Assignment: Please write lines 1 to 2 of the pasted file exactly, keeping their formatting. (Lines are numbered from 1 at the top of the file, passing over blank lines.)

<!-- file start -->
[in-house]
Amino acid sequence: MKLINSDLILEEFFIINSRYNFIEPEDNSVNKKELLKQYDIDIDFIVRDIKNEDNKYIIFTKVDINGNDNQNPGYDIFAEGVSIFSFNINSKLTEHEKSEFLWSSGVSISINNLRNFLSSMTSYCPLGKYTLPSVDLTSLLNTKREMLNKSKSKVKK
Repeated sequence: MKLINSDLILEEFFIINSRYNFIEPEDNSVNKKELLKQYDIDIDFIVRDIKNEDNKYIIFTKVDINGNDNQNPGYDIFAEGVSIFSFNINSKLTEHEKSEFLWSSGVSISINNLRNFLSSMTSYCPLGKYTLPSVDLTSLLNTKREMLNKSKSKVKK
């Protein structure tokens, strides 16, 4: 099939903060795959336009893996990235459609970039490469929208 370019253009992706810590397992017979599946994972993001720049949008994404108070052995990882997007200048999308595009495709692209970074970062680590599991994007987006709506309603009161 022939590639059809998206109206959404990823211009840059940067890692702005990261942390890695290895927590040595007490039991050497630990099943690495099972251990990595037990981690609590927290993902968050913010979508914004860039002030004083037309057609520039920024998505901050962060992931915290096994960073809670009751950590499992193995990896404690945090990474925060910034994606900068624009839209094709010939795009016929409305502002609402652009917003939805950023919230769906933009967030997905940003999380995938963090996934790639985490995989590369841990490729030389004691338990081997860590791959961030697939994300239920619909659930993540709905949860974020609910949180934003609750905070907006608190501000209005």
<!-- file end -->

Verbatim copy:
[in-house]
Amino acid sequence: MKLINSDLILEEFFIINSRYNFIEPEDNSVNKKELLKQYDIDIDFIVRDIKNEDNKYIIFTKVDINGNDNQNPGYDIFAEGVSIFSFNINSKLTEHEKSEFLWSSGVSISINNLRNFLSSMTSYCPLGKYTLPSVDLTSLLNTKREMLNKSKSKVKK